Housing analysts are calling this year’s package of bills the state’s most ambitious move in many decades, but warn that the measures will take years to bear fruit.

Meanwhile, rents and home prices are likely to keep moving upwards, and affordable housing advocates are vowing to keep up the struggle.

Via People’s World

East Oaklanders present new vision for fair development

March 14 2016

OAKLAND, Calif. – For years, negotiations have been underway for Coliseum City, a huge new development project in East Oakland planned for land surrounding two major sports arenas and featuring hotels, housing, retail shops and restaurants as well as rebuilt sports facilities. The proposed development is part of an overall project called the Coliseum Area Specific Plan.

The city, and the surrounding Alameda County, which share ownership of the present sports facilities, are continuing to meet with developers and with the Oakland Raiders and Oakland A’s, who use the present sports facilities.

In its “Vision for the Future,” the city lists as its first objective keeping those teams in Oakland, while developing business opportunities, creating a “vibrant urban mixed use district,” protecting the environment and restoring natural habitat along the adjacent San Francisco Bay shoreline.

To date, negotiations about the development have been taking place mostly behind closed doors, without community participation.

At the same time, those living in the economically challenged area – many of them African American and Latino – are bringing forward their vision of development that also meets their needs for affordable housing, a clean and healthy environment, and good union jobs for current residents. Area residents, and housing, environmental and labor activists throughout the city, have demanded repeatedly that such community benefits be written into any development plan for the area.

The latest in a series of such efforts was a March 5 town hall meeting at Union Baptist Church, where nearly 200 area residents worked in intensive small-group discussions to flesh out specific ways development can help current residents stay in their community and build a better future.

The town hall was organized by the Oakland United coalition of community, environmental and labor organizations.

Longtime East Oakland activist Esther Goolsby, a member of Communities for a Better Environment, started the ball rolling by declaring, “We don’t want another development that’s going to radically change Oakland and it’s not going to benefit our community.”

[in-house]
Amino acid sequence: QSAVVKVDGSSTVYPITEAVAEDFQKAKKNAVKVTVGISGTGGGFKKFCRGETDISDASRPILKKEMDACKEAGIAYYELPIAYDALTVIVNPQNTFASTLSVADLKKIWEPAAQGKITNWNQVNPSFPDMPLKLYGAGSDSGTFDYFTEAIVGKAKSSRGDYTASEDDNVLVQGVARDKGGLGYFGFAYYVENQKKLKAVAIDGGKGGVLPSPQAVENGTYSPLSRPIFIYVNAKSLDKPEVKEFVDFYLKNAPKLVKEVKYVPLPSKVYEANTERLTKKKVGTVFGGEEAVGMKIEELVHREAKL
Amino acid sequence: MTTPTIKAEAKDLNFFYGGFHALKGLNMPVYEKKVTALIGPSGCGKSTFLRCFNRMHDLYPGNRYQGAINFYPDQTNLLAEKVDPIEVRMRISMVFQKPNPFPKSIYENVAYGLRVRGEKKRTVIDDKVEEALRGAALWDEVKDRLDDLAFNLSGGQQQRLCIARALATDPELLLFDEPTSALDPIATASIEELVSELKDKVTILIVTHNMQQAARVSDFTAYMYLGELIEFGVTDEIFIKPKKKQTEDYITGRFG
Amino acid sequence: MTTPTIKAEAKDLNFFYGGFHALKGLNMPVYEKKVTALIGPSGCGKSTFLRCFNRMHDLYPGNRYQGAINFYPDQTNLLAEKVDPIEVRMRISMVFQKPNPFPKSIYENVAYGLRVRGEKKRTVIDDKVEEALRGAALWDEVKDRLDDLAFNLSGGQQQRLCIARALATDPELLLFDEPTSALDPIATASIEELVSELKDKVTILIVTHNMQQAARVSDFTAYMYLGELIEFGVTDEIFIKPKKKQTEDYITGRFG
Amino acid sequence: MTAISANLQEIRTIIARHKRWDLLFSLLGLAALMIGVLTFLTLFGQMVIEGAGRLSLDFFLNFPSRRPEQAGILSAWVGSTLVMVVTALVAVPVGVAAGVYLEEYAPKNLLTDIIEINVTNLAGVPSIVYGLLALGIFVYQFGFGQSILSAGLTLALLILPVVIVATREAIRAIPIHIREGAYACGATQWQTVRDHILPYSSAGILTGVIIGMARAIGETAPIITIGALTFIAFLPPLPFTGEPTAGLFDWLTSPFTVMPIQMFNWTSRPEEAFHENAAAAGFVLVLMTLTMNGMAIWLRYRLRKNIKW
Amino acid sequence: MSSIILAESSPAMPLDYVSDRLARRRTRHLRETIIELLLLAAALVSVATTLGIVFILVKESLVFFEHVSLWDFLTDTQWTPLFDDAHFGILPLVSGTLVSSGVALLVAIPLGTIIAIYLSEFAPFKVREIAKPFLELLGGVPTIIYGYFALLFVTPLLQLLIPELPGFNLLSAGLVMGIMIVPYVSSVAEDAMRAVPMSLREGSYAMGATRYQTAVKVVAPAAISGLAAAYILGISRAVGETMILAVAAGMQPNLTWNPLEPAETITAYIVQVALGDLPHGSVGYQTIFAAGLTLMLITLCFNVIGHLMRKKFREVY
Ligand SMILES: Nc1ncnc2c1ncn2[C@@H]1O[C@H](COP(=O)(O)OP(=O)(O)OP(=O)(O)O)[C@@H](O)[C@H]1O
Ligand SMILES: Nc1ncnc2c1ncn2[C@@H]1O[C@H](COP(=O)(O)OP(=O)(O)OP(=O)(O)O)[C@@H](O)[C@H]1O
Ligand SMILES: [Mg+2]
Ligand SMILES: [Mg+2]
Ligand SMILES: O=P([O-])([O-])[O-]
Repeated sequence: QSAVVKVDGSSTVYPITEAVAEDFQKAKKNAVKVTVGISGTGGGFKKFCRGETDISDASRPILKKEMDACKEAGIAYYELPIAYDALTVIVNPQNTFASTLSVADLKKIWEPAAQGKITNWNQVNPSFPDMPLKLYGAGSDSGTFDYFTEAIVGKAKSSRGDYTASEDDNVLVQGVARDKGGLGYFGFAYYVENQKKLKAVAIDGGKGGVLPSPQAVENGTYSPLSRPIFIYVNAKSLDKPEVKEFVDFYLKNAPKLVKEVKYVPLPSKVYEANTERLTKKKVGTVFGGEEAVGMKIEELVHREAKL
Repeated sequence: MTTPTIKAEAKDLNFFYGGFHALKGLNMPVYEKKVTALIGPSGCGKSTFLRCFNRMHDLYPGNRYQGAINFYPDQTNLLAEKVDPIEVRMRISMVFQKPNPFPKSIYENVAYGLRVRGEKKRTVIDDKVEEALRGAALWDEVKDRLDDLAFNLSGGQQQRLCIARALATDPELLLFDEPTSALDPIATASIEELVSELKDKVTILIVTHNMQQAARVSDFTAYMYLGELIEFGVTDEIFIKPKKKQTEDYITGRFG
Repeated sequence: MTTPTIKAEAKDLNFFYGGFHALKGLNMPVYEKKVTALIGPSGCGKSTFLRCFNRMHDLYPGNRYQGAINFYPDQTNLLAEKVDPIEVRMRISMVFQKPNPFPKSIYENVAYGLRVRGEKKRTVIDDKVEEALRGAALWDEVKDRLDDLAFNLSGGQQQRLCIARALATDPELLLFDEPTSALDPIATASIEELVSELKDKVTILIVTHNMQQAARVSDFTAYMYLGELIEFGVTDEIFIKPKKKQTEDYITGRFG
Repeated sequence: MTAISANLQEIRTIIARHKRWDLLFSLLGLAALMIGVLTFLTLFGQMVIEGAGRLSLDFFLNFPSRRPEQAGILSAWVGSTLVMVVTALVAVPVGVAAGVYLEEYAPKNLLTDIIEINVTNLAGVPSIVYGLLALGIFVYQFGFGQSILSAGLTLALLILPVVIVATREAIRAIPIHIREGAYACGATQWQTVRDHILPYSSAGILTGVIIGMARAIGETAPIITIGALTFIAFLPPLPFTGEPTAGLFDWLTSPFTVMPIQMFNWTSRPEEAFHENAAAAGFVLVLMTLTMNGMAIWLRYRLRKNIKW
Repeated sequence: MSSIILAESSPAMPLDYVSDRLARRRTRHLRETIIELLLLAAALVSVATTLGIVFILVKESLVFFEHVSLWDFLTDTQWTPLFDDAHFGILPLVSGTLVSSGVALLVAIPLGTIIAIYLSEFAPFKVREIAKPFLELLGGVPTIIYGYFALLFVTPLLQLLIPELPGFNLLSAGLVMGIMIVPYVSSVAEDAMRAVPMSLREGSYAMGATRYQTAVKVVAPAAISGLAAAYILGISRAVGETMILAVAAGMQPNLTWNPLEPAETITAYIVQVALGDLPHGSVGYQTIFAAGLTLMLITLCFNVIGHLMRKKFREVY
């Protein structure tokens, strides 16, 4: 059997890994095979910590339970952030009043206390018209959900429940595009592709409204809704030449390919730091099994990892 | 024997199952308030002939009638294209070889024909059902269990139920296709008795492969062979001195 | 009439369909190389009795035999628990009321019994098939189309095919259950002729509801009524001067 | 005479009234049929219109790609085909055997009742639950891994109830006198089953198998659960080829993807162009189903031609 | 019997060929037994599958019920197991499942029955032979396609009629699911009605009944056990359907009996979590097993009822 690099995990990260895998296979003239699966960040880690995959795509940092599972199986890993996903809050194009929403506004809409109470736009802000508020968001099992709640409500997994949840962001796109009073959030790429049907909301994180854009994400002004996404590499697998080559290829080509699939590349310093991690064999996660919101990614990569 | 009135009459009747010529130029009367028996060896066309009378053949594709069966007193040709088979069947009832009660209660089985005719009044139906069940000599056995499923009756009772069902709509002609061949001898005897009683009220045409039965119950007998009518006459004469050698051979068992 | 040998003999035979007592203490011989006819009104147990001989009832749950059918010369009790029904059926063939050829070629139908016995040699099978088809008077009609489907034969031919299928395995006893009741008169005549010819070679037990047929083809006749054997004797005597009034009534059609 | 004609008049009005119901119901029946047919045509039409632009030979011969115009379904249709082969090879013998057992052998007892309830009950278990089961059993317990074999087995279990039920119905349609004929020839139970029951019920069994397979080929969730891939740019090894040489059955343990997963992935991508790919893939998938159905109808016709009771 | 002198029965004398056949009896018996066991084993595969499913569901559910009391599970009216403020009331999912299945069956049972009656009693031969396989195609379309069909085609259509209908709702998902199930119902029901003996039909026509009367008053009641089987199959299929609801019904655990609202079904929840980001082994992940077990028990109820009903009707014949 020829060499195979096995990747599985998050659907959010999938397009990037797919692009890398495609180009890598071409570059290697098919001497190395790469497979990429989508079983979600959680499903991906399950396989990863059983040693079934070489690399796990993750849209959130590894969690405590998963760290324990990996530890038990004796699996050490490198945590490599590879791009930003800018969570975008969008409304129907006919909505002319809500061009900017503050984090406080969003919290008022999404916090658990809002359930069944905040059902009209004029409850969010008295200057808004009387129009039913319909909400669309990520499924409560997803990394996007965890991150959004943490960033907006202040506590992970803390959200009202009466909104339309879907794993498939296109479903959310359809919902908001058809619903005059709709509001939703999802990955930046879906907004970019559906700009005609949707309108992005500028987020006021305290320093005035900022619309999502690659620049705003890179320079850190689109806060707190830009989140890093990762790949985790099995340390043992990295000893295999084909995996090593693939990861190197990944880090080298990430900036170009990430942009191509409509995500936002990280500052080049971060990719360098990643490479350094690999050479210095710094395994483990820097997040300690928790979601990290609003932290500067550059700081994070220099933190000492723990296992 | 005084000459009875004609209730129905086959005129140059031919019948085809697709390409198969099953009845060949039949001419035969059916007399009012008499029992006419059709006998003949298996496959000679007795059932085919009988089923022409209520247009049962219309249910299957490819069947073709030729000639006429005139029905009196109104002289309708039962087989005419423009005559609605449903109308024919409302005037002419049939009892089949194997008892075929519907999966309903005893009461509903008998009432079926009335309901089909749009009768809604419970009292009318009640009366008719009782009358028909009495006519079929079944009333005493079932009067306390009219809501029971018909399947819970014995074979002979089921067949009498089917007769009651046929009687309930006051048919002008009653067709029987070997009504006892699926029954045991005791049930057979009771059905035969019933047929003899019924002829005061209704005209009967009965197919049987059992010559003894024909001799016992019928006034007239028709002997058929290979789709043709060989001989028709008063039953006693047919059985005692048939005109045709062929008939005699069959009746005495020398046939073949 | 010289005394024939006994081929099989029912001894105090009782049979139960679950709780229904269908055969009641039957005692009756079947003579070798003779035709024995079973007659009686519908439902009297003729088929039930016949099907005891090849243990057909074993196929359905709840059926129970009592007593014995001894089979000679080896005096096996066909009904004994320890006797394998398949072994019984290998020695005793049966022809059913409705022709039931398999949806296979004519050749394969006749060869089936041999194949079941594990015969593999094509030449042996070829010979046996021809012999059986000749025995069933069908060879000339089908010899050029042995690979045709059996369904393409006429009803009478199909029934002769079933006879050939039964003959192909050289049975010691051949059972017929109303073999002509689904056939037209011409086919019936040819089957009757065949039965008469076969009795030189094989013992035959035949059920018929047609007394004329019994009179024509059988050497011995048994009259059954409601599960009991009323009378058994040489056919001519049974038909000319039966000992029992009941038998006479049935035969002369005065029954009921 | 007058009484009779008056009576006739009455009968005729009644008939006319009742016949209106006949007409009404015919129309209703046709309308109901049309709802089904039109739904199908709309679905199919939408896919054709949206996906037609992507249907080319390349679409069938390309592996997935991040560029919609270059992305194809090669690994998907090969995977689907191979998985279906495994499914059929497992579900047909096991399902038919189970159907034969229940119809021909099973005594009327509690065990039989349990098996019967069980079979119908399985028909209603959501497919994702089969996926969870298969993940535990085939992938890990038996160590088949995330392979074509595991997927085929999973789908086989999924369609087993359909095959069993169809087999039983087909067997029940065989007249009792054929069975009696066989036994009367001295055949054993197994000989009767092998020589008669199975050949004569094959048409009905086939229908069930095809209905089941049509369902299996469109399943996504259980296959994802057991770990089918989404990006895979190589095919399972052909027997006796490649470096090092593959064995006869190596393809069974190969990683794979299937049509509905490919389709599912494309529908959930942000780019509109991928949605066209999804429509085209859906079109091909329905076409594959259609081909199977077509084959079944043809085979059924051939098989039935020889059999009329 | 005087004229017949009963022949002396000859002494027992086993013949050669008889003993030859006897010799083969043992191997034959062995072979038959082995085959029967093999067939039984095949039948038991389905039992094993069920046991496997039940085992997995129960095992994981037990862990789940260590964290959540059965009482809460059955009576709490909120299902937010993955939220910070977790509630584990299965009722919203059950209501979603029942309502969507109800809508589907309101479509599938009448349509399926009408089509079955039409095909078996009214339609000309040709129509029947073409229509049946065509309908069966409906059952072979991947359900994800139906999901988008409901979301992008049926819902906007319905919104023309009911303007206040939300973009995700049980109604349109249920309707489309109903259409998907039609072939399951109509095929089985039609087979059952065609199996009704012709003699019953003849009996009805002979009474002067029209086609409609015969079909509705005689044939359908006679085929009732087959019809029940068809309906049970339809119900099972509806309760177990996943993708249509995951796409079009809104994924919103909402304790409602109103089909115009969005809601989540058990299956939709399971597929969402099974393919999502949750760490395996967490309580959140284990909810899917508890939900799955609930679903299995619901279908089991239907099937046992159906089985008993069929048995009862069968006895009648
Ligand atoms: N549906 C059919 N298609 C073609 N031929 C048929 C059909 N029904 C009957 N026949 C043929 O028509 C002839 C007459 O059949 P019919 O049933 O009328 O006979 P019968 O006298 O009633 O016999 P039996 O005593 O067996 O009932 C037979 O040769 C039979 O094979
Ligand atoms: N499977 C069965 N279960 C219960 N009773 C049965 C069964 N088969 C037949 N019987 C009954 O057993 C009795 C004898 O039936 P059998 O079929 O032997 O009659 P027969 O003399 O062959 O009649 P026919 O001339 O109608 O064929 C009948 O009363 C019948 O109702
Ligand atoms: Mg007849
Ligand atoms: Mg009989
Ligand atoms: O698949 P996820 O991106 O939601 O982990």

Together with environmental justice and affordable, reliable public transit, Goolsby emphasized that what is needed is “affordable housing so people can stay in their homes and not have to move from their community and their heritage,” along with “good, secure union jobs so we can put food on our tables, and give back to society.”

Her theme was picked up by Theodora Polk of East Bay Housing Organizations, who told the group, “We have to visualize, now and years from now, how you think Oakland is going to be. We want people to be able to stay in Oakland, keep their jobs, have better jobs. We want children to go to school each day and learn, without having to fear that when they get home, they may not have a home left.

“If we don’t start fighting now,” Polk added, “five years from now our children will have no future. So we must visualize how we want the future to go, for ourselves and our families.”

Emmanuel Barraza, an 18-year-old college student active with the Urban Peace Movement, said he plans to major in political science “because the best way to help our community is to be involved in the political system. Oakland is where I’m from, Oakland is me, I don’t want to leave my culture, my community and my history.”

Participants then broke into over a dozen small groups, to start an intensive “visualization” process.

In one group, a longtime area resident said that of her seven children, 27 grandchildren and several great grandchildren, she’s the only one still in Oakland, while all the rest of her family has been forced by soaring housing costs to move to communities much farther away.

Another said she was being forced to move after her landlord raised the rent on her studio apartment to more than $1,000 per month. She said the landlord claimed he acted “because of rising rents in Oakland.” She is now suing the landlord.

Besides affordable housing, good jobs and a clean and safe environment, among proposals were a community health center, free child and medical care, paid job training, an end to dumping, and a mural arts program to encourage artistic talents now largely engaged in graffiti.

The visions put together by all the groups are now being compiled into a fact sheet that Oakland United will present to the city and county.

Also among organizations participating in Oakland United are the East Bay Alliance for a Sustainable Economy, Alliance of Californians for Community Empowerment, Causa Justa/Just Cause, Oakland Community Organizations, Alameda County Building Trades Council, UNITE HERE Local 2850 and Faith Alliance for a Moral Economy.

Photo: Longtime East Oakland activist Esther Goolsby, Communities for a Better Environment. Oakland United Coalition Facebook.

Via People’s World